What is Marubozzo?
a marubozzo Candlestick is a type of charting formation that indicates that a security’s price did not trade beyond the range of opening and closing prices. This is a candlestick pattern that lacks shadow.
- a marubozzo From the Japanese word for “close-cropped” a long-drawn candlestick with no shadows.
- Candlestick charts look at opening and closing prices on the same day and are used by technical traders.
- A candlestick with no shadow is considered a strong signal of conviction by buyers or sellers, depending on whether the direction of the candle is up or down
The name maruboz comes from the Japanese word for “close-cropped”, indicating a candle with no shadow. The defining characteristic of Marubozzo on the chart is the absence of an upper or lower shadow, which means that the chart does not move beyond the price range on the opening day. On the day above, the opening price equals the day’s low, and the closing price equals the day’s high. Days that a stock has gained are a sign of a bull market, and days that it has lost are a sign of a bear market.
Rising days, or up days, strongly indicate that there is more demand for a stock than supply. Or at least there is more demand for the stock than the willingness to sell it. The opposite can be said in the days of losing, or down.
Candlestick charting has been popular since the days of Japanese rice traders and rice traders. He referred to the wide part of the candlestick as the actual body, and he would use this to determine whether the closing price has crossed above or below the price above.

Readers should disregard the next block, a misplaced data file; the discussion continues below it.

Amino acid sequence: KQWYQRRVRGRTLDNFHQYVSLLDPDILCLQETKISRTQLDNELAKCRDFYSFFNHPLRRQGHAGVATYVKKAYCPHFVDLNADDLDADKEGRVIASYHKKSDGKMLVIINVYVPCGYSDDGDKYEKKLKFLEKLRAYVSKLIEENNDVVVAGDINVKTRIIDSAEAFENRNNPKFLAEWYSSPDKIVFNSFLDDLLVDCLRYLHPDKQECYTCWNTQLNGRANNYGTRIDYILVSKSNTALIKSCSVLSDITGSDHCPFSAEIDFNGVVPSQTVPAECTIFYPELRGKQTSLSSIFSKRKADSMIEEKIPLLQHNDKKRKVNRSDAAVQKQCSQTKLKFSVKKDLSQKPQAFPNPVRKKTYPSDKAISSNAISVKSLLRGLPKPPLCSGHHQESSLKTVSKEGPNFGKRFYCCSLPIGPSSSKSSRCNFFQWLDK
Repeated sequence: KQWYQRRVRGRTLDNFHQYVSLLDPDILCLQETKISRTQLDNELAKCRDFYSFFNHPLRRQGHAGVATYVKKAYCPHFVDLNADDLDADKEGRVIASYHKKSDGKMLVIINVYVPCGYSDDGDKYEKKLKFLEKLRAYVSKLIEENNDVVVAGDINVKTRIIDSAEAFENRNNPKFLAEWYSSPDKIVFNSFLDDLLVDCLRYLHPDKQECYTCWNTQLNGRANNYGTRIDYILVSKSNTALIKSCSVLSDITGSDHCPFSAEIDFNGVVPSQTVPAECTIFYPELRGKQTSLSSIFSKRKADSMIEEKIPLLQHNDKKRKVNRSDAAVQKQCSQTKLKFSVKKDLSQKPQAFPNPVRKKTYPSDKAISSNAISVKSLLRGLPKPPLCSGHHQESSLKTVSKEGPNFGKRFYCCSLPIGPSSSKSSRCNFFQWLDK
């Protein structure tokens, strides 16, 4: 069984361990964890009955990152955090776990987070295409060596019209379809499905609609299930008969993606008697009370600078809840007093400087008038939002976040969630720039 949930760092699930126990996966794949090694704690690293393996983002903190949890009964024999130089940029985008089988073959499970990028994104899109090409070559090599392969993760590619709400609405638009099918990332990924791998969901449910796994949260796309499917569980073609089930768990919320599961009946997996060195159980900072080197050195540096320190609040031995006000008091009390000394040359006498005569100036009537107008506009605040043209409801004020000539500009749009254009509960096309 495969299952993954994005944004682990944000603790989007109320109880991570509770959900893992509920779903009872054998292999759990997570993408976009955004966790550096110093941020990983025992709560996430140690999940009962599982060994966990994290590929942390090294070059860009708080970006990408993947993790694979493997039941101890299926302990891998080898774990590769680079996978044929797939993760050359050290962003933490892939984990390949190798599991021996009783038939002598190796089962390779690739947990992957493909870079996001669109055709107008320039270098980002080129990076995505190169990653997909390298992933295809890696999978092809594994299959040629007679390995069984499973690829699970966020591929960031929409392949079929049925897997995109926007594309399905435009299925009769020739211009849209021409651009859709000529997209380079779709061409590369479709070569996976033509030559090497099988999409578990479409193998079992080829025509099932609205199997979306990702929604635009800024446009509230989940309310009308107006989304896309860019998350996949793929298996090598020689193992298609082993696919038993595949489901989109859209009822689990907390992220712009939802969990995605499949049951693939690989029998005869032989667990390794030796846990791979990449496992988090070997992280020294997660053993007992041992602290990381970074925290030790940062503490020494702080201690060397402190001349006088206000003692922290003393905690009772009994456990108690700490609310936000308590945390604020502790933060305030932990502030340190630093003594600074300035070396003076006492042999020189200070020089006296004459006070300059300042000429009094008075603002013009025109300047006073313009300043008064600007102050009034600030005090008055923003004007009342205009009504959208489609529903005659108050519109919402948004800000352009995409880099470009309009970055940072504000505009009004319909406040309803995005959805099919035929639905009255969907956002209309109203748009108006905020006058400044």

When a Marubozzo type candle is found in an uptrend, it is used to signal that bulls are buying the asset aggressively and to suggest that the upward movement may continue. The Bullish Marubozzo candle (open par low, high equal close) found at the end of the downtrend could signal a reversal as it shows that sentiment has turned and the bulls may continue to push the asset higher. On the other hand, a bearish marubojo found in a downtrend (open equals high, low equals close) may indicate further selling pressure, especially if found at the top of an uptrend.
Why Use Charts to Track Stocks
Charting activity on the stock market is not a new idea. Analysts have been charting since before the creation of the New York Stock Exchange (NYSE), although used in a more primary form than today. Charts are used to create an easy-to-follow visual representation of activity on the stock market. Charts track changes and show activity over time, regardless of the reasons for the decline or increase.
Even a casual investor can read a chart once they understand the basics of what they are tracking. This will give an investor the information they need to make a decision based on what is potentially happening across the market. Using the chart, they can see what is being overbought or sold and decide whether they want to follow those trends or try to take advantage of less popular assets or higher demand ones. Want to take off the properties.
Just be aware, charts can track many different characteristics, so pay close attention to the information you are viewing. Some charts cover daily activity, while others can track over weeks or months. For a bigger, more comprehensive picture, an investor may want to review several different charts to see changes over both the short-term and long-term periods before making a decision.